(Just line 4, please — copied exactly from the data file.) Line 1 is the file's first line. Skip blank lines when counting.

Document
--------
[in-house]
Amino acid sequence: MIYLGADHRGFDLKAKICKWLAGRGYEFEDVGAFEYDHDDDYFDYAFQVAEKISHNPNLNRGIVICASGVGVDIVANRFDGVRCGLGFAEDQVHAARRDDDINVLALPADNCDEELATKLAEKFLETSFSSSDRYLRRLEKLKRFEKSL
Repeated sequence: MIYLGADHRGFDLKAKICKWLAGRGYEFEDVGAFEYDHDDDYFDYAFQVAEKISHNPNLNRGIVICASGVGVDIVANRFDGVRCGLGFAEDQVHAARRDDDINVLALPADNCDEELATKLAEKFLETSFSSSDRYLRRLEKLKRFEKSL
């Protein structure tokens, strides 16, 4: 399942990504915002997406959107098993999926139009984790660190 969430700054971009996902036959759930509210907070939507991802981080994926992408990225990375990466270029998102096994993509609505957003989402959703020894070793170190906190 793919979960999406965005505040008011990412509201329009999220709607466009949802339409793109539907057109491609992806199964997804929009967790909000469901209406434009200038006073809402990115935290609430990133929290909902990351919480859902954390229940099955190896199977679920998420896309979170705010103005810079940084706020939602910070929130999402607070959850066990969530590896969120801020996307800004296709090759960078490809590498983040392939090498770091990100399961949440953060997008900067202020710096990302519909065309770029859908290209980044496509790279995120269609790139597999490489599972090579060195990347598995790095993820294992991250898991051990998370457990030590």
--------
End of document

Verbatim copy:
């Protein structure tokens, strides 16, 4: 399942990504915002997406959107098993999926139009984790660190 969430700054971009996902036959759930509210907070939507991802981080994926992408990225990375990466270029998102096994993509609505957003989402959703020894070793170190906190 793919979960999406965005505040008011990412509201329009999220709607466009949802339409793109539907057109491609992806199964997804929009967790909000469901209406434009200038006073809402990115935290609430990133929290909902990351919480859902954390229940099955190896199977679920998420896309979170705010103005810079940084706020939602910070929130999402607070959850066990969530590896969120801020996307800004296709090759960078490809590498983040392939090498770091990100399961949440953060997008900067202020710096990302519909065309770029859908290209980044496509790279995120269609790139597999490489599972090579060195990347598995790095993820294992991250898991051990998370457990030590």